One of the two grand marble lion sculptures that guard the Front Door of Biltmore House

According to Kara, each piece of outdoor sculpture is carefully examined and photographed every six months to determine its “health” and what type of cleaning, stabilization, or repairs might be needed.

There are four sphinx sculptures atop stone pillars guarding the massive iron entry and exit gates through which guests pass to get their first glimpse of Biltmore House.

The sphinx appears in Egyptian and Greek mythology as a creature with a human head and torso–usually female–and the hindquarters of a lion. Egypt’s massive Great Sphinx of Giza sculpture is probably the best-known example in the world.

The following photos illustrate how important Biltmore’s process is and what a difference cleaning and preservation make:

An outdoor statue comes clean
This elegant sphinx guards the right side of the iron gates adjacent to Biltmore House

This sphinx is turned as if to watch the Approach Road while the sphinx on the opposite side of the gates looks toward Biltmore House. The sculpture was in need of a thorough cleansing to rid it of biological growth. Scaffolding was built around the sphinx so our conservators could clean it in place.

An outdoor sculpture comes clean
Conservators carefully cleaned half of the sphinx to show a remarkable difference

Biltmore’s preservation experts worked on half of the sculpture at a time to illustrate different stages of the cleaning process. Note how much detail is revealed when the dark biological growth was removed from the hindquarters of this sphinx.

One of four outdoor sphinx statues at Biltmore
The sphinx sculpture cleaned and restored to her full glory

After a thorough cleaning, the classic sphinx sculpture once again welcomes guests to Biltmore House in regal style. 

Learn more about our extensive process to document, clean, and preserve our outdoor sculpture collection.

Preserving Generations of Biltmore China and Crystal

Preserving generations of Biltmore china and crystal is a delicate job.

If you have fine china or crystal handed down in your family, you can imagine the care it takes to clean and preserve all the fragile place settings and glassware in the Biltmore collection!

Generations of fragile china and crystal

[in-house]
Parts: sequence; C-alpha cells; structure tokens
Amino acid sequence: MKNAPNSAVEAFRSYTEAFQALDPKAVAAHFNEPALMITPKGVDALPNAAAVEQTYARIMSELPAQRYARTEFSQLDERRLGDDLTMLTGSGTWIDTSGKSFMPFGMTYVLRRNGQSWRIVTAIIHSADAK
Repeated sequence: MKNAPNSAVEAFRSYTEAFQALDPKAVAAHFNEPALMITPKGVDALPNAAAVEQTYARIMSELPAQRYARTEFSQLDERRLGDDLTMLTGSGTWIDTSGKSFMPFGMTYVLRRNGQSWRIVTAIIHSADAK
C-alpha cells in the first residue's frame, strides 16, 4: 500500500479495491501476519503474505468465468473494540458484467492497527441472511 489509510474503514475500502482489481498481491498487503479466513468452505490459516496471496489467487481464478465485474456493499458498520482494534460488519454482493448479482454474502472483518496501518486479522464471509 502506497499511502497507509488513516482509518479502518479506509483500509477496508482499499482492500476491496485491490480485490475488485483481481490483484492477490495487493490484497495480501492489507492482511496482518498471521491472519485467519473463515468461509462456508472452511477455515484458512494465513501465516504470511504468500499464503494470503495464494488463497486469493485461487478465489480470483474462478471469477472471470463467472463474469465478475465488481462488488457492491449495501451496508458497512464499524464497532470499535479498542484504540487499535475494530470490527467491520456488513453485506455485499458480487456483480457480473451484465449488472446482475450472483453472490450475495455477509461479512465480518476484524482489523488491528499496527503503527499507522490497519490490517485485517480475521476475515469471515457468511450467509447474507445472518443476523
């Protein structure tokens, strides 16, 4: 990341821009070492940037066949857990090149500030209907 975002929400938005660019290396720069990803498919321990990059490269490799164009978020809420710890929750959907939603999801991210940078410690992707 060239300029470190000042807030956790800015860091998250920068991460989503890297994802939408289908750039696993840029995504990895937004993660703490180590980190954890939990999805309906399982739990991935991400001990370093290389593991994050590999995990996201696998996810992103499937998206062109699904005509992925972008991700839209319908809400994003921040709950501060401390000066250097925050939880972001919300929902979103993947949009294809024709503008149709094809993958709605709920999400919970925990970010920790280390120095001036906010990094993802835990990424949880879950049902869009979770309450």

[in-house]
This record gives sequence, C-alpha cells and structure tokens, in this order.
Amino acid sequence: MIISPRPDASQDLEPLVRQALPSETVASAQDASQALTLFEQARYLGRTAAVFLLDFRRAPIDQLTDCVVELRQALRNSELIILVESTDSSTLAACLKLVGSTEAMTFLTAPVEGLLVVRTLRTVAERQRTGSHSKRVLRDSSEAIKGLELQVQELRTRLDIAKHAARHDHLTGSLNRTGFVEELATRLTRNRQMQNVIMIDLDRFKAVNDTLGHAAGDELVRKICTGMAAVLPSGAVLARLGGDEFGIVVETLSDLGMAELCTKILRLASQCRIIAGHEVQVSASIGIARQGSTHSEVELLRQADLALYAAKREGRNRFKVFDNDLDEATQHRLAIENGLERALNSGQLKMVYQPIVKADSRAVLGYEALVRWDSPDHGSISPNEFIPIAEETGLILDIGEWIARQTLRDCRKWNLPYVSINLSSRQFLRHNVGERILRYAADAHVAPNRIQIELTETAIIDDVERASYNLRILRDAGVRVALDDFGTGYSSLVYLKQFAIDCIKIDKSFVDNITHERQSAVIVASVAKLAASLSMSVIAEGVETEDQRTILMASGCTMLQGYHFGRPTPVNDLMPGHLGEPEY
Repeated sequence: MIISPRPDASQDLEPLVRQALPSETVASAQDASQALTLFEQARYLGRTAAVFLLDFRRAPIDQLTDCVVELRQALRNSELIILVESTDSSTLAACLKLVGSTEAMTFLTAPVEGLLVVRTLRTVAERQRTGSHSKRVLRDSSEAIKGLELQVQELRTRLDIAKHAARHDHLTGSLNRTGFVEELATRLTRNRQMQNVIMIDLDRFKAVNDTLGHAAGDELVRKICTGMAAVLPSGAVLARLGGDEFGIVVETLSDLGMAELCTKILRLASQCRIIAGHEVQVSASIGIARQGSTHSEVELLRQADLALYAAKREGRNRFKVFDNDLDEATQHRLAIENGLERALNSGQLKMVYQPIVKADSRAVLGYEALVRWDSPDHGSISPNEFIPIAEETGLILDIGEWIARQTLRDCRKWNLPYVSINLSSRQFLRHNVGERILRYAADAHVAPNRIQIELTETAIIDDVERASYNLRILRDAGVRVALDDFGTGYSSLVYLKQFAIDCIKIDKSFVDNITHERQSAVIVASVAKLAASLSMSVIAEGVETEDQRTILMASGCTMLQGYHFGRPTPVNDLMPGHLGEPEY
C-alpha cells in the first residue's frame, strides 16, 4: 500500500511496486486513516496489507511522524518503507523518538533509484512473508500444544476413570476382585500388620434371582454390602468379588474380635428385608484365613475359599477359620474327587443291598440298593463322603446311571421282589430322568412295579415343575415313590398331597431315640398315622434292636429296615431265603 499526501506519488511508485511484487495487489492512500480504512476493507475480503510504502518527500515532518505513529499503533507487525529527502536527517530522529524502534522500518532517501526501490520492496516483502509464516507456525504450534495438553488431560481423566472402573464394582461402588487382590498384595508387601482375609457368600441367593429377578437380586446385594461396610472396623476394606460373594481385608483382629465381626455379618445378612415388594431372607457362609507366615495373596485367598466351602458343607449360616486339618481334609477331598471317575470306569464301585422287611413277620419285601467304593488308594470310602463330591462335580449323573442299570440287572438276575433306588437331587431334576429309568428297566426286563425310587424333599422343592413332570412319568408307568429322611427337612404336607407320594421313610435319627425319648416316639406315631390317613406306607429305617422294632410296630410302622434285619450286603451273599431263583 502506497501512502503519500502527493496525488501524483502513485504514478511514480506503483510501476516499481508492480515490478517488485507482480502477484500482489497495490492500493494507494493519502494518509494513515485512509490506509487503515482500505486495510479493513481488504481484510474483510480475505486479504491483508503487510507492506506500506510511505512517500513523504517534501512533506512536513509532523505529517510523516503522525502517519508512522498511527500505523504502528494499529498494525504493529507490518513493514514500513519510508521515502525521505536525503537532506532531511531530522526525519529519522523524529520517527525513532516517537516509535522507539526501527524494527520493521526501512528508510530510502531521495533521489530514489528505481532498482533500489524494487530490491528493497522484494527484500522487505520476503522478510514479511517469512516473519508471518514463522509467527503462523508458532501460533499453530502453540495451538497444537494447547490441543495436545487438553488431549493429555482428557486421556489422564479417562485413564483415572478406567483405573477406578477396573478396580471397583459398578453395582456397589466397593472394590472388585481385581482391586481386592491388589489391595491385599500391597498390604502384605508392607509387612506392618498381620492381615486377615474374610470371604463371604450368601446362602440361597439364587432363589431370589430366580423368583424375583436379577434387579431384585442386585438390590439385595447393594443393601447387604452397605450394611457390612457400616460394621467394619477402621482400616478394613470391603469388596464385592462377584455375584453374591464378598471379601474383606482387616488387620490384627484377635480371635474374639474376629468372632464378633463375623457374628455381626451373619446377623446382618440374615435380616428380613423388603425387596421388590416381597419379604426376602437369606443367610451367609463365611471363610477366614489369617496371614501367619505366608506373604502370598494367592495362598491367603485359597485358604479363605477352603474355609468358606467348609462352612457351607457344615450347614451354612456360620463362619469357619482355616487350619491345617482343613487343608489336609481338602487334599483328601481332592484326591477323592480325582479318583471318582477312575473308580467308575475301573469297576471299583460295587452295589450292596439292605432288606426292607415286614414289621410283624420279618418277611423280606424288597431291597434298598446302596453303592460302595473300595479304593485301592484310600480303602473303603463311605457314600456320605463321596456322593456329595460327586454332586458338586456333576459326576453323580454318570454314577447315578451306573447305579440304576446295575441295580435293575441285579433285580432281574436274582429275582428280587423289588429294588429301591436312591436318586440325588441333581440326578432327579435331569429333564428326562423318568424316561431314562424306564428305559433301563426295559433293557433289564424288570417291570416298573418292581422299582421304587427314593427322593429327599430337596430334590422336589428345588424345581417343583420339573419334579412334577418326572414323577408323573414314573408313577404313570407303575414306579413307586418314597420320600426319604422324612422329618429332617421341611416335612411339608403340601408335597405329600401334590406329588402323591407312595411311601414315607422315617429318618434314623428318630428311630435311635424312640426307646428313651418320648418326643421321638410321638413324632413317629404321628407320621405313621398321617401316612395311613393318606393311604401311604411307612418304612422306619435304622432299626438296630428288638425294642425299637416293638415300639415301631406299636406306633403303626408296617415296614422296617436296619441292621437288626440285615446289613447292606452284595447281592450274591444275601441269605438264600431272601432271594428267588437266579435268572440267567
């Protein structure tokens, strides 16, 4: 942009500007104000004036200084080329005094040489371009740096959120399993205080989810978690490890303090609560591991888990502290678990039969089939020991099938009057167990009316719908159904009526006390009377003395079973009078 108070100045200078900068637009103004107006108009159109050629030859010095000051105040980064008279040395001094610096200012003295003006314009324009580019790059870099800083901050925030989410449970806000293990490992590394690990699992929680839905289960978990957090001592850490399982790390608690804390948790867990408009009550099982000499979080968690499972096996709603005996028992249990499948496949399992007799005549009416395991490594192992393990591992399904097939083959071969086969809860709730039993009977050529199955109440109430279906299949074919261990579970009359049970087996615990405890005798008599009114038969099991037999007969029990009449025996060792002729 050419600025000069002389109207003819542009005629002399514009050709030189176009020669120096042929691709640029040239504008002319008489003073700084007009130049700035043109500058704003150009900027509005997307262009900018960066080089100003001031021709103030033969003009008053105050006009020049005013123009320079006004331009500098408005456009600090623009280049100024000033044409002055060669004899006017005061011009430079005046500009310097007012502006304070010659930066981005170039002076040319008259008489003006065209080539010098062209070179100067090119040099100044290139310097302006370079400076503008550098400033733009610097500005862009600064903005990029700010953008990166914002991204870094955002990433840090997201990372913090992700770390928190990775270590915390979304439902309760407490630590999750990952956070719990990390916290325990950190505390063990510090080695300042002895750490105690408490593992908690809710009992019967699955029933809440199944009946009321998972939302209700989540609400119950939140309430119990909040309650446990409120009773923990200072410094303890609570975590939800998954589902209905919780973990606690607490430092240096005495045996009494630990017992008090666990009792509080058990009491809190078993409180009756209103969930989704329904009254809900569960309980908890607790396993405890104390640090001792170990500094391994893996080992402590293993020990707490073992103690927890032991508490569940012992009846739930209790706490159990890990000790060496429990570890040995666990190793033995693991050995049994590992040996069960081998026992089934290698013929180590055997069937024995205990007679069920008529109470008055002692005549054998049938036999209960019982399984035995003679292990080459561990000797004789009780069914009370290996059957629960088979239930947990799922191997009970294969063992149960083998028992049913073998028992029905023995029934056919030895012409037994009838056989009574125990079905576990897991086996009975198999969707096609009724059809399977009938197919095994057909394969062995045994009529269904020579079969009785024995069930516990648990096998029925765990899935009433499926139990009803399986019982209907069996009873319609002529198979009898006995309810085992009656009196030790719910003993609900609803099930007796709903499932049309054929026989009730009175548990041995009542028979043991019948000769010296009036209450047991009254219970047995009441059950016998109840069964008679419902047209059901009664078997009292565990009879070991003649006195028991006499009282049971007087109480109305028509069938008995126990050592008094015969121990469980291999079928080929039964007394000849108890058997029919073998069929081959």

Preserving generations of Biltmore china and crystal
Gevevieve Bieniosek opens the china cabinet in the Butler’s Pantry

There are three generations of china and crystal stored in Biltmore House, and much of it is more than 100 years old.

These fragile pieces of the collection are stored in glass-front cabinets in the two-story Butler’s Pantry, and a comprehensive inventory system helps our conservators keep track of each object.

A unique identification number is assigned to every dish and glass, the location of the piece is recorded, and a digital photo of it is included in an inventory database.

Cleaning generations of Biltmore china and crystal
Genevieve cleans saucers that bear George Vanderbilt’s monogram, while the floral patterned plates on the left were chosen by Vanderbilt’s grandson, William A.V. Cecil, for Biltmore’s centennial celebration in 1995

Cleaning all the china and crystal in the Butler’s Pantry is a process that takes several weeks to complete. Each piece is dusted, wiped with a mixture of ethanol and water, and dried with lint-free cloths. All the objects are inspected for unstable cracks.

“Most of the cleaning and dusting is done in the Butler’s Pantry, because the less we move such fragile pieces, the better,” said Genevieve Bieniosek, Furniture Conservator.

Preventing problems

Caring for a fragile part of Biltmore history--crystal glassware
Delicate crystal glassware with George Vanderbilt’s monogram in the Butler’s Pantry

During a recent cleaning project, the conservators noticed that some of the crystal on display was suffering from ‘glass disease.’ According to Genevieve, this is a condition where components in the glass structure leach out over time, causing the glass to appear cloudy.

“If left untreated,” Genevieve explained, “it will eventually create a fine network of cracks over the piece.”

The glasses were treated by washing them with mild soap and water, drying them with soft towels, and letting them air dry for several hours.

“By treating them now, we avoid permanent damage from the glass disease,” said Genevieve.

Improving the process of storing crystal and china

China cup with Cornelia Vanderbilt's monogram
This fluted cup and saucer bear Cornelia Vanderbilt’s monogram